January 2015 Blog It’s Your Story….
Saturday 31st January marks the start of National Story-Telling Week in the UK. The objective of which is the ‘promotion of the oral tradition of storytelling, the very first way of communicating life experiences and the creative imagination.’ www.sfs.org.uk
When I stopped to think about this theme, I realized I use story-telling more than I first thought in every-day life. I use it when discussing ‘learning points’ with my children, perhaps to steer the conversation onto positive things that come out of tricky & new situations they’ve encountered that day at school.
I use it when I’m re-counting something that’s happened at work to my husband. I use it when I’m justifying a decision I’ve made, as it helps to create a picture & set the scene.
I’ll definitely be ‘story-telling’ this Saturday when I’m out for a birthday meal with friends and family – certainly embellishing and adding effects for comedy or dramatic value in the same way the old oral traditions of folk-lore, fairy stories, and local legends started many many years ago.
In a digital age, we are still surprisingly reliant on the old fashioned principle of story-telling. In an organizational setting, leaders tell stories to engage and ignite passionate staff into action to follow a strategy or adopt new ways of thinking. As teams, we tell stories to our staff as a way of making personal relationships, finding a connection, a common goal and as a way of explaining why we do certain things in certain ways.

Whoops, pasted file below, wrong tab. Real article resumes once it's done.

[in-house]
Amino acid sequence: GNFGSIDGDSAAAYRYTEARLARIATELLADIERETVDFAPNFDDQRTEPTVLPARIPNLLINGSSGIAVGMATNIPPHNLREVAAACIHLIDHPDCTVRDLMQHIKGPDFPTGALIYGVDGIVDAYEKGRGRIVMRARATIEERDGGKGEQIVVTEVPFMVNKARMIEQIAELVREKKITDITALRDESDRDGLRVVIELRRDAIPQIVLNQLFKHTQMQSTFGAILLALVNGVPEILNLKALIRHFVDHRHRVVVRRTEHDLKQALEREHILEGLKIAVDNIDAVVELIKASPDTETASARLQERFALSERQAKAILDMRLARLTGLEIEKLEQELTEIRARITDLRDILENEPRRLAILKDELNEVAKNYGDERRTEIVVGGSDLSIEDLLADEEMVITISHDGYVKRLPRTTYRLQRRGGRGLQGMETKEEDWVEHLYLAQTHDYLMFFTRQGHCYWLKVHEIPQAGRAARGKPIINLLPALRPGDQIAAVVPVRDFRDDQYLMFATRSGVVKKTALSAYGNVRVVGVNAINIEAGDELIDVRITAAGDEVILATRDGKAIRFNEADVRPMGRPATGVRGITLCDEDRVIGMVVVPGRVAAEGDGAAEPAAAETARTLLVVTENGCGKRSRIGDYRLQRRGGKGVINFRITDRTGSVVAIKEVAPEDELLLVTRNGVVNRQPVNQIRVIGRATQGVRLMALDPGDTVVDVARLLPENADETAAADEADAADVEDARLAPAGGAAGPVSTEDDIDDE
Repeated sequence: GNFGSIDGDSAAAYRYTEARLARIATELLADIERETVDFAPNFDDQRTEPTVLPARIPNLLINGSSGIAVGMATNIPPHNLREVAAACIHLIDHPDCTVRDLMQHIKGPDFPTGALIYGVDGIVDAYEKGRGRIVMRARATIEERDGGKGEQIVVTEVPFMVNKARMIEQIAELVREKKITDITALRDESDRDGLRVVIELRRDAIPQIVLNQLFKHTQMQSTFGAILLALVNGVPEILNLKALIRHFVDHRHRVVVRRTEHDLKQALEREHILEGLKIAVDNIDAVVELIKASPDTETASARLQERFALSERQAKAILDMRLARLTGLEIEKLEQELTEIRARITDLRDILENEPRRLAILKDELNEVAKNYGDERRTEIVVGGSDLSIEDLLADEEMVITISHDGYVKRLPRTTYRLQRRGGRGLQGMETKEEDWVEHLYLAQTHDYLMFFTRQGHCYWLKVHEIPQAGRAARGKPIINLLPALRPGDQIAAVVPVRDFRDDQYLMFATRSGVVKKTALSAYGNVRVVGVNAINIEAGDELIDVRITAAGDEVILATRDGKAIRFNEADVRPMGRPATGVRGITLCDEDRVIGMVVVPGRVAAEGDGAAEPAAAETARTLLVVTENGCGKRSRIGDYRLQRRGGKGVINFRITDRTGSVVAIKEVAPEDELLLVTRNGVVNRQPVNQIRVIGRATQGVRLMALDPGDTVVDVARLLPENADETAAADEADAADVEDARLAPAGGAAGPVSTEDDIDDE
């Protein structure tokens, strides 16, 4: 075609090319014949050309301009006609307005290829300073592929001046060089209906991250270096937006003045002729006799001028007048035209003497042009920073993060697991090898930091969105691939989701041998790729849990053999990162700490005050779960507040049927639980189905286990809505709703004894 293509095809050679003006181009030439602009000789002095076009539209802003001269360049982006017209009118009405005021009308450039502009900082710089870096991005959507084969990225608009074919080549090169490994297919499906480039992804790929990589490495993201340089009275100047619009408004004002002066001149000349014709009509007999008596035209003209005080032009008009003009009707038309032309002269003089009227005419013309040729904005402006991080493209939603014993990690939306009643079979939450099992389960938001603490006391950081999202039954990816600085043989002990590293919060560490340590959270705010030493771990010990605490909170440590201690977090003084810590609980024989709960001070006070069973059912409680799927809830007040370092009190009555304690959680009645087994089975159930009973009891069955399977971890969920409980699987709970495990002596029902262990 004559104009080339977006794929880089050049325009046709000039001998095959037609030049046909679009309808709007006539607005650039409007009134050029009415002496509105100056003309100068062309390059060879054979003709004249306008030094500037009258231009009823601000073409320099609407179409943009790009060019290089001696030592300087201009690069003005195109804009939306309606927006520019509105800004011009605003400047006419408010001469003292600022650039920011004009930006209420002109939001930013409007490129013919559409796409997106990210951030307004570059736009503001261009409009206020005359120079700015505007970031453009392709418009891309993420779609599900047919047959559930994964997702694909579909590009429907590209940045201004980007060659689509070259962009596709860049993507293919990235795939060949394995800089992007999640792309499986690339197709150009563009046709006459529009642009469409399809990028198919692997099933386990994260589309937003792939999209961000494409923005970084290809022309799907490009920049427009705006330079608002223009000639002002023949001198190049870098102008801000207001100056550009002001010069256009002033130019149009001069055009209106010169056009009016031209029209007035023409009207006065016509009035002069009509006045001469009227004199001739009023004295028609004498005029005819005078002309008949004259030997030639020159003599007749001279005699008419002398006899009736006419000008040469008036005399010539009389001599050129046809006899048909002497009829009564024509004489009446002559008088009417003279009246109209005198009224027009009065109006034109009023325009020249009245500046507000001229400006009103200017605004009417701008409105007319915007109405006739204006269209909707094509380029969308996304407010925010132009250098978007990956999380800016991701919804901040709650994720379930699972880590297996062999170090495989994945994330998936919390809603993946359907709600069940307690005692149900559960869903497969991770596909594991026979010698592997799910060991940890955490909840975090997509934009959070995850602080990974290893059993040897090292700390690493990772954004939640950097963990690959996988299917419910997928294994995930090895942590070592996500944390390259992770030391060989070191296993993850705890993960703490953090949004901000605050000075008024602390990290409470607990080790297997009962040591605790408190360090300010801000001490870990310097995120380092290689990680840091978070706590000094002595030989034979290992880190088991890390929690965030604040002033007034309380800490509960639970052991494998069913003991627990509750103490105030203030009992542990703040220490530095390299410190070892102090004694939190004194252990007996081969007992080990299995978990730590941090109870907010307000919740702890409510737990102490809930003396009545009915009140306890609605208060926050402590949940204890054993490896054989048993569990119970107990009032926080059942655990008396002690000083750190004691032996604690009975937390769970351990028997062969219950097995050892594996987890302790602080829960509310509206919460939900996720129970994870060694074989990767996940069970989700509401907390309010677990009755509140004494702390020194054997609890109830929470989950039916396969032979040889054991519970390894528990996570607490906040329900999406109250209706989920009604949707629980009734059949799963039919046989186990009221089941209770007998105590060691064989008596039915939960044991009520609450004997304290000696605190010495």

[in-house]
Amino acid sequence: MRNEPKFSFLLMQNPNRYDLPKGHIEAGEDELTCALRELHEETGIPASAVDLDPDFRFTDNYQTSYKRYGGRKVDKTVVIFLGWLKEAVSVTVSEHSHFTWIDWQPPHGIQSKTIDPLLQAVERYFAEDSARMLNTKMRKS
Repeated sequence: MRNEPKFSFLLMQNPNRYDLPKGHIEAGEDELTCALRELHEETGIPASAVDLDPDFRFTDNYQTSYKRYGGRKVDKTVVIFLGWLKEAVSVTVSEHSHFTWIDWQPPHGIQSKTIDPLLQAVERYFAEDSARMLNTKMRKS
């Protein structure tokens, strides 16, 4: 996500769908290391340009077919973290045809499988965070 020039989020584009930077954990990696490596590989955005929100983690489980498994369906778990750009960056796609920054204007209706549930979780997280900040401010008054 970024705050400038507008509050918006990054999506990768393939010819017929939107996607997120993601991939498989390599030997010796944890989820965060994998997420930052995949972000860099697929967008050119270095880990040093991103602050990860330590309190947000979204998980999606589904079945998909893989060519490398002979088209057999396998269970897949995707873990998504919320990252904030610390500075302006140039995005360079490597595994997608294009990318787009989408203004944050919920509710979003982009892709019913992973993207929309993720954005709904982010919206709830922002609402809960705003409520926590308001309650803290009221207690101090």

As individuals, we often have a ‘background story’ that limits us – we label ourselves as ‘a bad parent’; ‘a results driven manager’; ‘uncreative’; ‘lacking networking or person skills’ – we then act out our lives to match the story we’ve been given or we’ve given ourselves.
Sometimes in a coaching session with a client, their story is like a script. The same words are used in conversations or arguments, the same actions and behaviours are followed. I hear that it’s ‘what they’ve always done’, yet often those old stories and behaviours don’t feel right anymore, and clients want to change the ending. Coaching a client in this situation means challenging the benefits of sticking to their usual script and asking the questions that help them see an alternative narrative, one that offers a different or more positive end to their story. Some good questions to use are:
‘What benefits are there to changing your behavior…?’
‘If you could go back in time, what would you do differently..?’
‘What do you want to stop doing?’
‘How can you forgive yourself (others) & move on..?’
Try telling a new story about yourself during National Story Telling Week 31st Jan-4th Feb.